I want to understand, because if I understand, then I don’t have to be a parrot, do I? Because I understand, I can explain to myself or anyone that’s interested in whatever subject we’re talking about, what my version of the truth is. And I’m always aware of the fact that it’s my version of the truth. You know the story about the major in the First World War. He sent a message along the soldiers in the trench to the messenger at the other end who is going to take the message to headquarters: ‘Send reinforcements. We’re going over the top.’ And the message got to headquarters, ‘send three and four pence, we’re going to the shop.’ So you always have to be careful of what you’re repeating. But if you understand, that takes away that aspect of the repetition, doesn’t it?

One of my main things is when people say, ‘I’m only one person, I can’t change the world.’ That’s a cop out. I’m only one person. But if the job to be done is to move the sand from that end of the beach to that end of the beach, then I’ll pick up my grain of sand. You do what you can and it’s amazing. When I came here, everybody was using those little 375ml plastic bottles. I was horrified. I’ve never bought a plastic bottle in my life. I asked everyone, ‘how many bottles do you use a day?’ ‘Oh, two.’ Now, if there’s 40 residents plus the kitchen staff, plus the office staff, plus the carers, plus the volunteers, there’d be at least 50 people using two bottles a day. That’s 100 bottles a day. I said at the first residents meeting we had here, ‘100 bottles a day. There’s 365 days in a year. Feros at Byron Bay are responsible for 36,500 plastic bottles out there.’ That’s only one person doing what I can. Within a week we all had jugs.

My mother actually said to me, ‘girls don’t need an education because they get married.’ I was very stupid and married when I was 20. So I was a child, a gawky adolescent, and then a wife; and I had this controlling husband. When I look back, it’s a form of domestic violence, the gas lighting. One day I was raving about my husband always out drinking at my friend’s house and her mother Mrs Fitch came up and said to me, ‘I think you’d like this book.’ In Tune with the Infinite by Ralph Waldo Trine. And I loved the book. I took it back to her and I said, ‘that was marvellous, where did you get it’? And she said, ‘oh, the Theosophical Society bookshop’. So I started going to meetings, and I just put my foot down and said, ‘Ken, you’ve just got to mind the children, I’m going to a meeting.’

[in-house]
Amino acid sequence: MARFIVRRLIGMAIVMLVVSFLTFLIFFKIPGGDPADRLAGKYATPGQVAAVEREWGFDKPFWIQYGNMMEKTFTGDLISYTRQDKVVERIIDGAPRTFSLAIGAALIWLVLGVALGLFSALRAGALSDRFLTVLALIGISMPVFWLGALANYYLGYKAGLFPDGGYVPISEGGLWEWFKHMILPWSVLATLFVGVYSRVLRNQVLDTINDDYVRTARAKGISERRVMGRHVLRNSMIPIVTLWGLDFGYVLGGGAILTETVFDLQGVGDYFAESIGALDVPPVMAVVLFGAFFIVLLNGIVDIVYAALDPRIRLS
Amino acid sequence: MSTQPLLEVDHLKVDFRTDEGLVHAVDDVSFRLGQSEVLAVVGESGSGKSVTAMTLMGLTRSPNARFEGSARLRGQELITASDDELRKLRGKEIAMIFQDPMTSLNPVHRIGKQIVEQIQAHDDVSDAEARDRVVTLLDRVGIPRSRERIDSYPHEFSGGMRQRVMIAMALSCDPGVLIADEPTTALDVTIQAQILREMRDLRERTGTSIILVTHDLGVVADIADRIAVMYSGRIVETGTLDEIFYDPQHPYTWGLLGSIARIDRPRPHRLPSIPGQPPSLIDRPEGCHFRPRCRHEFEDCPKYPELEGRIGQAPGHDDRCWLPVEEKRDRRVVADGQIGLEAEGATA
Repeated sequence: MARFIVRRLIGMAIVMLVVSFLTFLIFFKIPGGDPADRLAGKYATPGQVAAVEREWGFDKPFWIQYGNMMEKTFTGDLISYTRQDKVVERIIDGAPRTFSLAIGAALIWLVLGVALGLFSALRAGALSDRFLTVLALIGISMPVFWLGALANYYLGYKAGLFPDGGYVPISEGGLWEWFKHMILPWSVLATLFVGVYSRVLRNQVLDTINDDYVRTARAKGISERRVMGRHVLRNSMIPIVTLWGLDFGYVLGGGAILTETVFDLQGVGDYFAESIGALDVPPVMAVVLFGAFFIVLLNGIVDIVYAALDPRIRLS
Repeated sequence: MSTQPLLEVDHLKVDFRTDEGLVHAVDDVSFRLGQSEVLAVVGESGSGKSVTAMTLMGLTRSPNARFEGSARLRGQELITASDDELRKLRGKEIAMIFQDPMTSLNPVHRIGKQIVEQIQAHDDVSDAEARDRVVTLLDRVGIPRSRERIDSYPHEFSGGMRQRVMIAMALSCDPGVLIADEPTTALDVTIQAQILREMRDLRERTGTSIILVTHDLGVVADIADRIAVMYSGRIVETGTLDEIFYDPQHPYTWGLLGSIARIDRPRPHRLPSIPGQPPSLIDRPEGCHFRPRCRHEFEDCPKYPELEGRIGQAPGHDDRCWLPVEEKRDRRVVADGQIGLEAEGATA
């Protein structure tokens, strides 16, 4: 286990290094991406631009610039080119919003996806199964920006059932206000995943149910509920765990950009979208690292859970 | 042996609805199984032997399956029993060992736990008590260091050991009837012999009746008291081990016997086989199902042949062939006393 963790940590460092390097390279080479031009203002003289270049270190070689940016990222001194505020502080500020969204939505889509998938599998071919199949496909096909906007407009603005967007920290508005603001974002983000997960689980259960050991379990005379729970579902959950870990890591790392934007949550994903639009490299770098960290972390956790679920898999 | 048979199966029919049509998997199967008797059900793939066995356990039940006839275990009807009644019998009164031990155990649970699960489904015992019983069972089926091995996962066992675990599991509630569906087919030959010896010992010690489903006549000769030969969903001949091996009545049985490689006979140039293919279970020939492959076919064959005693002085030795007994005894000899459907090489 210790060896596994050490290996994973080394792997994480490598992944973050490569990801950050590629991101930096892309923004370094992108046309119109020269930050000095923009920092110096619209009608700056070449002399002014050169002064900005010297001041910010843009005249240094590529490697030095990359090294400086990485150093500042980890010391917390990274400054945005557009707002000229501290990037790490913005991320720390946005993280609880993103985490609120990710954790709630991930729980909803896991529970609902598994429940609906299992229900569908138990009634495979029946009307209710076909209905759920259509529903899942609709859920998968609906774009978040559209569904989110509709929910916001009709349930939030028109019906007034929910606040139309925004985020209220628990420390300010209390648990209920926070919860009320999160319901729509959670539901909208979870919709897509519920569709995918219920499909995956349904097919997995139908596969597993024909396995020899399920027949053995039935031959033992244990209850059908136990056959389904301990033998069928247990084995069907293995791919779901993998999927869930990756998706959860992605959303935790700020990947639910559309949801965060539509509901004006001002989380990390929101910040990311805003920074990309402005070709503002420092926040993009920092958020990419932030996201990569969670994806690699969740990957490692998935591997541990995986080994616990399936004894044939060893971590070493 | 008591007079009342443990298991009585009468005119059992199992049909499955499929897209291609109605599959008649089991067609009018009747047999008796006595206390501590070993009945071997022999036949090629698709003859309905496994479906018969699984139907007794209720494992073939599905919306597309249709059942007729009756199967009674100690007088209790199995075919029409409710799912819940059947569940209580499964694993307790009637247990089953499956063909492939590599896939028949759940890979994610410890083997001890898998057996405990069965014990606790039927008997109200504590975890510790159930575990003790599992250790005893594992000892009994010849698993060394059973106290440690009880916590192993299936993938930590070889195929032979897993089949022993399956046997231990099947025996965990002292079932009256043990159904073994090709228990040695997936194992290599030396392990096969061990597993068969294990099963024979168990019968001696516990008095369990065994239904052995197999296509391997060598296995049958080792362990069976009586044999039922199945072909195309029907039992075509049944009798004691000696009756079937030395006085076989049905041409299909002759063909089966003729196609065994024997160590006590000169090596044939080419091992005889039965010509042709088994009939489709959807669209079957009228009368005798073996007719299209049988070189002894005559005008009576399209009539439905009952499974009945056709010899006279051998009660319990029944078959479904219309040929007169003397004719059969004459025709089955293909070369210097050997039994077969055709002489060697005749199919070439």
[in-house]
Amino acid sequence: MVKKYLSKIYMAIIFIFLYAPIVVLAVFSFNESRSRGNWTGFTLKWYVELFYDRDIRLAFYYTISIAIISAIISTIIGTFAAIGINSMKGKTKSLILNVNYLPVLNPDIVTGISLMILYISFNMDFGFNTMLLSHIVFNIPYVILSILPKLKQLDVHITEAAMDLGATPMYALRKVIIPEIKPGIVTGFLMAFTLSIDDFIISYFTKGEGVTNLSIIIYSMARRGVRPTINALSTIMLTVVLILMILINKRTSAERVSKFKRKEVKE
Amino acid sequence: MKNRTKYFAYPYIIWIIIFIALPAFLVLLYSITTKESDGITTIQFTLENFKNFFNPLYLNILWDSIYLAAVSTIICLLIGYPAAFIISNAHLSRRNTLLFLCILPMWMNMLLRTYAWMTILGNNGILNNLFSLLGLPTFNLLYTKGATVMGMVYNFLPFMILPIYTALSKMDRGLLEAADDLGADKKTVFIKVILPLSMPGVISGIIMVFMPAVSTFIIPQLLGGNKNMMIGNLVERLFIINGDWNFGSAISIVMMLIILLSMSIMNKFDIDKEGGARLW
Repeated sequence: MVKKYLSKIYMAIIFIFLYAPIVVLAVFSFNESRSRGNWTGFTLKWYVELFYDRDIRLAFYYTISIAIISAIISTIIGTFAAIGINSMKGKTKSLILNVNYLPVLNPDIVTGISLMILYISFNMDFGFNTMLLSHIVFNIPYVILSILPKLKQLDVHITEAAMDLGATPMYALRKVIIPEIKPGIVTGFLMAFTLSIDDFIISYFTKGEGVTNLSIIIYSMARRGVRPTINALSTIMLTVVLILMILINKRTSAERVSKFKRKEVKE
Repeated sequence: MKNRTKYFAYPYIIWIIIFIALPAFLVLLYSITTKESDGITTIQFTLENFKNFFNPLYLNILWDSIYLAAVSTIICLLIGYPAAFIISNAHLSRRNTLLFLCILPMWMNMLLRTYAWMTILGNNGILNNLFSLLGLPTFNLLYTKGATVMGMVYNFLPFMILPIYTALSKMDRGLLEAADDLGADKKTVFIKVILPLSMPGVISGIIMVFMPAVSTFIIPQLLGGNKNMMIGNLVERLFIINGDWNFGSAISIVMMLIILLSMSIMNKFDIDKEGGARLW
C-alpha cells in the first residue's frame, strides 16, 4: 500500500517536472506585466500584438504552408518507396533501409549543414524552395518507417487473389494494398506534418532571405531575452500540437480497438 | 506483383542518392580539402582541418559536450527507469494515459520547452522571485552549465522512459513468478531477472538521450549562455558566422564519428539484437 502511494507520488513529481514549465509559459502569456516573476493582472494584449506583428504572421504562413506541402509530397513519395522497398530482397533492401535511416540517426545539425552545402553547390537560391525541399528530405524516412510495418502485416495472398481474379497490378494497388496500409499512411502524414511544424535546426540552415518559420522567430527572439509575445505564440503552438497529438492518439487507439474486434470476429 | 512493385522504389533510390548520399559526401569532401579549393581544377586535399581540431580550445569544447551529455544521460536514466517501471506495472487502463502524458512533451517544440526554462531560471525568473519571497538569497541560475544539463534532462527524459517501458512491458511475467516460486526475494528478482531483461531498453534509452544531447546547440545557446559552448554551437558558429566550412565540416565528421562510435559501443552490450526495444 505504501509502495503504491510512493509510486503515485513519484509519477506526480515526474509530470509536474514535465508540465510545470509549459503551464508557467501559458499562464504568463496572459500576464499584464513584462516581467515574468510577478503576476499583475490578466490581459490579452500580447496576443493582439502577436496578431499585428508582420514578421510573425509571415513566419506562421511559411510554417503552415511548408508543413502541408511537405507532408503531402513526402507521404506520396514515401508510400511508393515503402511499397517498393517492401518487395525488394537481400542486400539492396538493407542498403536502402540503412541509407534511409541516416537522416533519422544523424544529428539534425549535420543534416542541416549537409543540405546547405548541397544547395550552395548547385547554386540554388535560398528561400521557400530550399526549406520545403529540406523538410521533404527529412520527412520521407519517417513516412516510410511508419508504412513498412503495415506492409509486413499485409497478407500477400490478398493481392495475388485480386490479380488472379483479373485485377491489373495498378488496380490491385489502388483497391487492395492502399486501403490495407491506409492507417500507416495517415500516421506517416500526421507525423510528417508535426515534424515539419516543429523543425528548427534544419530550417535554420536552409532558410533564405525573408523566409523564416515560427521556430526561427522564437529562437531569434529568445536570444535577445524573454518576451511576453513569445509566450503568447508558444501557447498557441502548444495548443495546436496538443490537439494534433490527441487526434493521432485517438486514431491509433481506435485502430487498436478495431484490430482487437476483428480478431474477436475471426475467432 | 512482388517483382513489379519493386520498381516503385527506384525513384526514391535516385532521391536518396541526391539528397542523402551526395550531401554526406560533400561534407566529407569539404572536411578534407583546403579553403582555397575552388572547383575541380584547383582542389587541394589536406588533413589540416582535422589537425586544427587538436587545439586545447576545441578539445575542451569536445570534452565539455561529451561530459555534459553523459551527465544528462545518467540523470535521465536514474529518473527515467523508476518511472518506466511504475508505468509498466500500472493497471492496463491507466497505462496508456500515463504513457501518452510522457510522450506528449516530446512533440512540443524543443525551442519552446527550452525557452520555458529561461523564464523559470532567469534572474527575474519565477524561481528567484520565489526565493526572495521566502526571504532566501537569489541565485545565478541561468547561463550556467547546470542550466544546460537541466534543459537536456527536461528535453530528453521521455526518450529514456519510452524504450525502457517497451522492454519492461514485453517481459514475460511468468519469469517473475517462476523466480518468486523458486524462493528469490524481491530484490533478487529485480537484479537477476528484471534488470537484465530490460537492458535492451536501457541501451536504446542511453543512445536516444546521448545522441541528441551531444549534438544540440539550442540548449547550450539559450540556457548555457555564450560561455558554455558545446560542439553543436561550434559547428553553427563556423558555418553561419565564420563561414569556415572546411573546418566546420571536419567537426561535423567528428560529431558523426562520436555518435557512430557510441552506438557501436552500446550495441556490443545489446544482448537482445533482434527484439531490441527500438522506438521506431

My mother and sister pulled me aside one day and said they were very worried about me because they thought I was going to have a nervous breakdown because I was so unhappy. I was married for 12.5 years and I cried every day for 10.5 years. So then I started to stand up for myself, and I told Ken I was going to take a week off, ‘I don’t care if you like it or not.’ For that week I sat on the rocks and looked at the ocean, read Krishnamurti, meditated, read Krishnamurti, meditated. I thought, ‘okay, I’ve got an unhappy marriage. I’m going to have to cope with the situation as graciously as I can, because I’ve got absolutely no money and four children, and I’ve got to put those children first.’ So I got home after that week off on the Sunday night, and Ken said, ‘I’ve done the washing.’ He had washed what was in the washing basket, but there was a dirty school shirt hanging on every door, and there were dirty socks under every bed. But he’d done what was in the basket. Hadn’t changed the sheets, of course. And instead of gushing, because if he dried up a teaspoon, I would gush and say, ‘thank you, thank you,’ I said, ‘oh, good.’ And then he said, ‘I bought some flowers.’ I said, ‘yes, they’re nice.’ He couldn’t make me gush. He couldn’t make me cry. He couldn’t make me laugh. Couldn’t seduce me. I moved into the girls’ room. He’d lost all power. He came home on Monday night early, hadn’t drunk anything (because he always came home drunk enough you couldn’t have a conversation) and he found this aloof woman who was polite, didn’t get angry, didn’t cry. Tuesday night. Wednesday night he said, ‘I’m going to see Mum tonight.’ Thursday night he came home from work and said, ‘I’m leaving.’ And I said, ‘oh, are you?’ and in my heart I’m saying, ‘thank you, God.’ I was 31 years old, 4 children. I was so happy. It was honestly, as I sit here now and I’m 93, that was the best day of my life. It was the day I became me; when I was no longer a child, a gawky adolescent, a wife – I was me.

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